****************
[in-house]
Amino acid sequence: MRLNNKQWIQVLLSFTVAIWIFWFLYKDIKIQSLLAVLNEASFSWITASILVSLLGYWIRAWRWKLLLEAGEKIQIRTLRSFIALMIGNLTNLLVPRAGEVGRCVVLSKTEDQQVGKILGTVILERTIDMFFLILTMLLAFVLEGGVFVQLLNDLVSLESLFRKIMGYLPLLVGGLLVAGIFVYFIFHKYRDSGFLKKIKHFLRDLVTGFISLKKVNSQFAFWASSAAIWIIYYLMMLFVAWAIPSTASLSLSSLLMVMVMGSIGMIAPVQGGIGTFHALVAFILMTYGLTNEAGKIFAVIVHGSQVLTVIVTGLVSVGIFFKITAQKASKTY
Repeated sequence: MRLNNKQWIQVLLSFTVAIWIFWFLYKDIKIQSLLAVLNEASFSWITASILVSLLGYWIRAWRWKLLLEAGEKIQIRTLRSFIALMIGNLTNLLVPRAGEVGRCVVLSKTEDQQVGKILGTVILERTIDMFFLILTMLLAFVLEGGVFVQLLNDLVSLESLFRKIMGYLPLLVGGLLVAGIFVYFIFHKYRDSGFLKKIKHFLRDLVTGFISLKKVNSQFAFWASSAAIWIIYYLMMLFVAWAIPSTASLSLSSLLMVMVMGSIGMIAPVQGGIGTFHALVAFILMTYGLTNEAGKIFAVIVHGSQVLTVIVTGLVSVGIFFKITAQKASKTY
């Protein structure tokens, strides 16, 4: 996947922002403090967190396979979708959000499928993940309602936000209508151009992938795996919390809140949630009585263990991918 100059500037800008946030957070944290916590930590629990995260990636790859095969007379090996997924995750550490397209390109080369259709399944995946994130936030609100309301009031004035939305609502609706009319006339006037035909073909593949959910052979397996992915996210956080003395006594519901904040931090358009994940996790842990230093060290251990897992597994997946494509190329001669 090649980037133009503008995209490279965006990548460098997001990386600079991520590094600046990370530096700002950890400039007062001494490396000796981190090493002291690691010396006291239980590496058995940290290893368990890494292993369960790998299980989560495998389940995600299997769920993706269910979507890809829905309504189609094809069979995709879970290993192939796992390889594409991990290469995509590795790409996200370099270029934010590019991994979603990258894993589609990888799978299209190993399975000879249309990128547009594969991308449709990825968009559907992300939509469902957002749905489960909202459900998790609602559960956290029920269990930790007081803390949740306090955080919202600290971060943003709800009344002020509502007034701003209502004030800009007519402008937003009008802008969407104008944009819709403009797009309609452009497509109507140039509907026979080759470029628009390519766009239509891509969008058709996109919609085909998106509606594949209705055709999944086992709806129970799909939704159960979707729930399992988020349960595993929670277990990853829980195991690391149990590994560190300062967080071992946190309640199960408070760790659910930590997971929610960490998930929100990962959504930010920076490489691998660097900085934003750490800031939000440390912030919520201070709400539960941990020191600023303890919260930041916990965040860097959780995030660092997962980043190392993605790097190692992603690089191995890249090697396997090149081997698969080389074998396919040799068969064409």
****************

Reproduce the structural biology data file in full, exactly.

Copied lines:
[in-house]
Amino acid sequence: MRLNNKQWIQVLLSFTVAIWIFWFLYKDIKIQSLLAVLNEASFSWITASILVSLLGYWIRAWRWKLLLEAGEKIQIRTLRSFIALMIGNLTNLLVPRAGEVGRCVVLSKTEDQQVGKILGTVILERTIDMFFLILTMLLAFVLEGGVFVQLLNDLVSLESLFRKIMGYLPLLVGGLLVAGIFVYFIFHKYRDSGFLKKIKHFLRDLVTGFISLKKVNSQFAFWASSAAIWIIYYLMMLFVAWAIPSTASLSLSSLLMVMVMGSIGMIAPVQGGIGTFHALVAFILMTYGLTNEAGKIFAVIVHGSQVLTVIVTGLVSVGIFFKITAQKASKTY
Repeated sequence: MRLNNKQWIQVLLSFTVAIWIFWFLYKDIKIQSLLAVLNEASFSWITASILVSLLGYWIRAWRWKLLLEAGEKIQIRTLRSFIALMIGNLTNLLVPRAGEVGRCVVLSKTEDQQVGKILGTVILERTIDMFFLILTMLLAFVLEGGVFVQLLNDLVSLESLFRKIMGYLPLLVGGLLVAGIFVYFIFHKYRDSGFLKKIKHFLRDLVTGFISLKKVNSQFAFWASSAAIWIIYYLMMLFVAWAIPSTASLSLSSLLMVMVMGSIGMIAPVQGGIGTFHALVAFILMTYGLTNEAGKIFAVIVHGSQVLTVIVTGLVSVGIFFKITAQKASKTY
């Protein structure tokens, strides 16, 4: 996947922002403090967190396979979708959000499928993940309602936000209508151009992938795996919390809140949630009585263990991918 100059500037800008946030957070944290916590930590629990995260990636790859095969007379090996997924995750550490397209390109080369259709399944995946994130936030609100309301009031004035939305609502609706009319006339006037035909073909593949959910052979397996992915996210956080003395006594519901904040931090358009994940996790842990230093060290251990897992597994997946494509190329001669 090649980037133009503008995209490279965006990548460098997001990386600079991520590094600046990370530096700002950890400039007062001494490396000796981190090493002291690691010396006291239980590496058995940290290893368990890494292993369960790998299980989560495998389940995600299997769920993706269910979507890809829905309504189609094809069979995709879970290993192939796992390889594409991990290469995509590795790409996200370099270029934010590019991994979603990258894993589609990888799978299209190993399975000879249309990128547009594969991308449709990825968009559907992300939509469902957002749905489960909202459900998790609602559960956290029920269990930790007081803390949740306090955080919202600290971060943003709800009344002020509502007034701003209502004030800009007519402008937003009008802008969407104008944009819709403009797009309609452009497509109507140039509907026979080759470029628009390519766009239509891509969008058709996109919609085909998106509606594949209705055709999944086992709806129970799909939704159960979707729930399992988020349960595993929670277990990853829980195991690391149990590994560190300062967080071992946190309640199960408070760790659910930590997971929610960490998930929100990962959504930010920076490489691998660097900085934003750490800031939000440390912030919520201070709400539960941990020191600023303890919260930041916990965040860097959780995030660092997962980043190392993605790097190692992603690089191995890249090697396997090149081997698969080389074998396919040799068969064409």